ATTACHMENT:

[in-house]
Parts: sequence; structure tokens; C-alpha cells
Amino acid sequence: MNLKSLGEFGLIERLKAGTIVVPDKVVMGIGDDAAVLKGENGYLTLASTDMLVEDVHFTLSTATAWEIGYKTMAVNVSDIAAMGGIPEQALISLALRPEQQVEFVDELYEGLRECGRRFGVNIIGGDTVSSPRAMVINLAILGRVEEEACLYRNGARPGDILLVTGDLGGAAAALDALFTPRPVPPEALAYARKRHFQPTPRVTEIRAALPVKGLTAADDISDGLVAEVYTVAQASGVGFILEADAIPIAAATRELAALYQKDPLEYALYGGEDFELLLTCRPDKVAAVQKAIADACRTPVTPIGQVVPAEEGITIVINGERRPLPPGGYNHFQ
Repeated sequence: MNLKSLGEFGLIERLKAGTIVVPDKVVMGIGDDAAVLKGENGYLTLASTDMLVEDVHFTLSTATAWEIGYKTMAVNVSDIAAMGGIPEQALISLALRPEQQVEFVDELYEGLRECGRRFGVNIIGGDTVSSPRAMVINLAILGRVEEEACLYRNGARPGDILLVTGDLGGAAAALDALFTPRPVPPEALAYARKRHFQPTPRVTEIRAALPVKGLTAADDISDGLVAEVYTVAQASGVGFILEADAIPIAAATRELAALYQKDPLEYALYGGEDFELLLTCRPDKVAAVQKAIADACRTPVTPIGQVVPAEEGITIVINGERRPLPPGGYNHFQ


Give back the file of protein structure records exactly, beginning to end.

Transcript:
[in-house]
Parts: sequence; structure tokens; C-alpha cells
Amino acid sequence: MNLKSLGEFGLIERLKAGTIVVPDKVVMGIGDDAAVLKGENGYLTLASTDMLVEDVHFTLSTATAWEIGYKTMAVNVSDIAAMGGIPEQALISLALRPEQQVEFVDELYEGLRECGRRFGVNIIGGDTVSSPRAMVINLAILGRVEEEACLYRNGARPGDILLVTGDLGGAAAALDALFTPRPVPPEALAYARKRHFQPTPRVTEIRAALPVKGLTAADDISDGLVAEVYTVAQASGVGFILEADAIPIAAATRELAALYQKDPLEYALYGGEDFELLLTCRPDKVAAVQKAIADACRTPVTPIGQVVPAEEGITIVINGERRPLPPGGYNHFQ
Repeated sequence: MNLKSLGEFGLIERLKAGTIVVPDKVVMGIGDDAAVLKGENGYLTLASTDMLVEDVHFTLSTATAWEIGYKTMAVNVSDIAAMGGIPEQALISLALRPEQQVEFVDELYEGLRECGRRFGVNIIGGDTVSSPRAMVINLAILGRVEEEACLYRNGARPGDILLVTGDLGGAAAALDALFTPRPVPPEALAYARKRHFQPTPRVTEIRAALPVKGLTAADDISDGLVAEVYTVAQASGVGFILEADAIPIAAATRELAALYQKDPLEYALYGGEDFELLLTCRPDKVAAVQKAIADACRTPVTPIGQVVPAEEGITIVINGERRPLPPGGYNHFQ